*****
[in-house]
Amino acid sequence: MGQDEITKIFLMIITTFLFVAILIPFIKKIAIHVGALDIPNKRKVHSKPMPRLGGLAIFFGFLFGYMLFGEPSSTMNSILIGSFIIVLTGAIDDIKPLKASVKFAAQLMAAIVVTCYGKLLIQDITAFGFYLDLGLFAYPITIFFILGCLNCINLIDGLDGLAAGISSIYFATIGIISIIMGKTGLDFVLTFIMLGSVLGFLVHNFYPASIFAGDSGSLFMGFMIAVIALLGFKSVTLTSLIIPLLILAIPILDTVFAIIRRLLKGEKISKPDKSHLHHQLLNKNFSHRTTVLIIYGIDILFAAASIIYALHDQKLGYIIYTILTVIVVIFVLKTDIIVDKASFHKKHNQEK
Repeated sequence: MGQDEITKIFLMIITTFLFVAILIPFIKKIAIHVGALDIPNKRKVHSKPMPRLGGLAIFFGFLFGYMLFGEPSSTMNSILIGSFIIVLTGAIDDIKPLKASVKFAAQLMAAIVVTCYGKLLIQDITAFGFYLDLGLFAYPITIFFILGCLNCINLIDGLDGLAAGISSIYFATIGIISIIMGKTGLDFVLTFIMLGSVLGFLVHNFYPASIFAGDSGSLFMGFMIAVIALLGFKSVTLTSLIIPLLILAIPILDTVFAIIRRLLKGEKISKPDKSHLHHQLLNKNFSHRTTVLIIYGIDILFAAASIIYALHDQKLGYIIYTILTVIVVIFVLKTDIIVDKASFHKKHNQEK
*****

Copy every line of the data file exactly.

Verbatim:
[in-house]
Amino acid sequence: MGQDEITKIFLMIITTFLFVAILIPFIKKIAIHVGALDIPNKRKVHSKPMPRLGGLAIFFGFLFGYMLFGEPSSTMNSILIGSFIIVLTGAIDDIKPLKASVKFAAQLMAAIVVTCYGKLLIQDITAFGFYLDLGLFAYPITIFFILGCLNCINLIDGLDGLAAGISSIYFATIGIISIIMGKTGLDFVLTFIMLGSVLGFLVHNFYPASIFAGDSGSLFMGFMIAVIALLGFKSVTLTSLIIPLLILAIPILDTVFAIIRRLLKGEKISKPDKSHLHHQLLNKNFSHRTTVLIIYGIDILFAAASIIYALHDQKLGYIIYTILTVIVVIFVLKTDIIVDKASFHKKHNQEK
Repeated sequence: MGQDEITKIFLMIITTFLFVAILIPFIKKIAIHVGALDIPNKRKVHSKPMPRLGGLAIFFGFLFGYMLFGEPSSTMNSILIGSFIIVLTGAIDDIKPLKASVKFAAQLMAAIVVTCYGKLLIQDITAFGFYLDLGLFAYPITIFFILGCLNCINLIDGLDGLAAGISSIYFATIGIISIIMGKTGLDFVLTFIMLGSVLGFLVHNFYPASIFAGDSGSLFMGFMIAVIALLGFKSVTLTSLIIPLLILAIPILDTVFAIIRRLLKGEKISKPDKSHLHHQLLNKNFSHRTTVLIIYGIDILFAAASIIYALHDQKLGYIIYTILTVIVVIFVLKTDIIVDKASFHKKHNQEK